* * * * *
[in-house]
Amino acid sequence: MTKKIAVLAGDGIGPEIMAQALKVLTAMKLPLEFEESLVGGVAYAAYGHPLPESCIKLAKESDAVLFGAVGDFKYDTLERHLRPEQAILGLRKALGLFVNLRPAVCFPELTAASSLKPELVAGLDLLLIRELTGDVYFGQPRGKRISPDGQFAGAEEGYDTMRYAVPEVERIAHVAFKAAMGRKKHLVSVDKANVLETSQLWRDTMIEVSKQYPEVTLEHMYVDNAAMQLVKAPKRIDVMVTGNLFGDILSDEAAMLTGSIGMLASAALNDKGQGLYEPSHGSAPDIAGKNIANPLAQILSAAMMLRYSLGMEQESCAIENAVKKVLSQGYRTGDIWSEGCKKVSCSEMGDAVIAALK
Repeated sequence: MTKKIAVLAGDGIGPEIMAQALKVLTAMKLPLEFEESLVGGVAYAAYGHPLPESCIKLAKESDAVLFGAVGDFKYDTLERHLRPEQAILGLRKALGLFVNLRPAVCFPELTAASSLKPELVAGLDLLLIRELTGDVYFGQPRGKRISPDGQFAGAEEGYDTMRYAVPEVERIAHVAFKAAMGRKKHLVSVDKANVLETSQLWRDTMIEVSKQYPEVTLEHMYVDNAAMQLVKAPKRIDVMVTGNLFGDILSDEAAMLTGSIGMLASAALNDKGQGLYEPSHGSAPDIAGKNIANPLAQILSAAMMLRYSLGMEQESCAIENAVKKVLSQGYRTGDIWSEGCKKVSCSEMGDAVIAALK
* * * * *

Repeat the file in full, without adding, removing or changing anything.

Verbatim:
[in-house]
Amino acid sequence: MTKKIAVLAGDGIGPEIMAQALKVLTAMKLPLEFEESLVGGVAYAAYGHPLPESCIKLAKESDAVLFGAVGDFKYDTLERHLRPEQAILGLRKALGLFVNLRPAVCFPELTAASSLKPELVAGLDLLLIRELTGDVYFGQPRGKRISPDGQFAGAEEGYDTMRYAVPEVERIAHVAFKAAMGRKKHLVSVDKANVLETSQLWRDTMIEVSKQYPEVTLEHMYVDNAAMQLVKAPKRIDVMVTGNLFGDILSDEAAMLTGSIGMLASAALNDKGQGLYEPSHGSAPDIAGKNIANPLAQILSAAMMLRYSLGMEQESCAIENAVKKVLSQGYRTGDIWSEGCKKVSCSEMGDAVIAALK
Repeated sequence: MTKKIAVLAGDGIGPEIMAQALKVLTAMKLPLEFEESLVGGVAYAAYGHPLPESCIKLAKESDAVLFGAVGDFKYDTLERHLRPEQAILGLRKALGLFVNLRPAVCFPELTAASSLKPELVAGLDLLLIRELTGDVYFGQPRGKRISPDGQFAGAEEGYDTMRYAVPEVERIAHVAFKAAMGRKKHLVSVDKANVLETSQLWRDTMIEVSKQYPEVTLEHMYVDNAAMQLVKAPKRIDVMVTGNLFGDILSDEAAMLTGSIGMLASAALNDKGQGLYEPSHGSAPDIAGKNIANPLAQILSAAMMLRYSLGMEQESCAIENAVKKVLSQGYRTGDIWSEGCKKVSCSEMGDAVIAALK